What kind of model did you feel you had to embody?
Chrissy : My true nature is to be a bit more humble about my accomplishments and expertise, which was not a recipe for success as an entrepreneur.
I realized that pitching great metrics was not as effective as selling a vision, a story and to overflow with confidence. I learned that by watching men pitch and mimicking them, as well as getting coaching and mentorship from both successful men and women entrepreneurs. I can’t say if that humility is an inherited-gender thing, but there is definitely something there, and many little girls are socialized at a young age to mind their manners and speak softly, versus the classic “boys will be boys”, which I believe influences our confidence levels and assertiveness as women.
Chantal, what is the essential characteristic you look for in an entrepreneur?
Chantal : I only invest in impact companies, therefore the first thing I look for is a business venture that generates social or environmental benefits.
As for the entrepreneur, I look for someone who will be open to discussion and to sharing ideas. Confidence is important, but to me it is more about being able to build a great working relationship with the entrepreneur.
Chrissy, what is the essential characteristic you look for in an investor?
Chrissy : Open-mindedness is important, but I would say that value-alignment is the most important for me. Dispatch is a very value-aligned company, our goal is not just growth at all costs, therefore it is important to welcome investors who are on board with our vision.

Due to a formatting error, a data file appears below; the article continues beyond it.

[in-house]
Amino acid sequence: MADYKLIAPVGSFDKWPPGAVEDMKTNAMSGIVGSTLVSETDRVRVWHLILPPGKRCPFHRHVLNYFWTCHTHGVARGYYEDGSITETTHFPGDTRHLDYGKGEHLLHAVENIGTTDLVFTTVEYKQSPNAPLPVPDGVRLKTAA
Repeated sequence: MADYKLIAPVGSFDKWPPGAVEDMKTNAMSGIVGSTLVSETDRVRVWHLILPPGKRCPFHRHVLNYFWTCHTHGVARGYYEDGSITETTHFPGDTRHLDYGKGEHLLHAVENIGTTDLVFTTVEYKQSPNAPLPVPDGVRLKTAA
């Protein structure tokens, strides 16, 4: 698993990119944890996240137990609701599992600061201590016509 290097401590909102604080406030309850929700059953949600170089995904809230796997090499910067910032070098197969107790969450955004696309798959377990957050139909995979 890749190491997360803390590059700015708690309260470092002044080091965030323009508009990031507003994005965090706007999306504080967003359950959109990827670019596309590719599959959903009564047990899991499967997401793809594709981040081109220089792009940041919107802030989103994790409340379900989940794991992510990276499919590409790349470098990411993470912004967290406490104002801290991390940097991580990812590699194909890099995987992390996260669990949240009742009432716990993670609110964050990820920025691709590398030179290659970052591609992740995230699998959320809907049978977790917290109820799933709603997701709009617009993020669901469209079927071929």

If there were more female investors in the Canadian venture capital industry, do you think it would change anything and if so, what would it change?
Chrissy : I think it would lead to a more diverse economy and business ecosystem. We would see more women-led businesses and more Fortune 500 companies led by women and also more people of color in positions of power.
There is substantial evidence that correlates gender-diverse investors and boards with better business results, therefore we would probably see higher performing companies. Hopefully we would see a fairer world, because 50% of the world is women and they need to be represented and taken into account in decisions and policies that concern them.
Chantal : I agree with Chrissy, I think having more women in leadership positions would diversify the projects that are supported.
As an angel investor, I have also noticed that women tend to take into account a more long-term vision when considering an investment, as opposed to men who tend to think more short-term.
I think having more female investors would mean having more investors who are there for the long run, determined and resilient.
In your opinion, what are some solutions to increase the number of female entrepreneurs and investors?
Chantal : I think women are reassured when they enter new territory together, therefore a bring-a-friend initiative would help increase the number of female angel investors at Anges Québec, for example.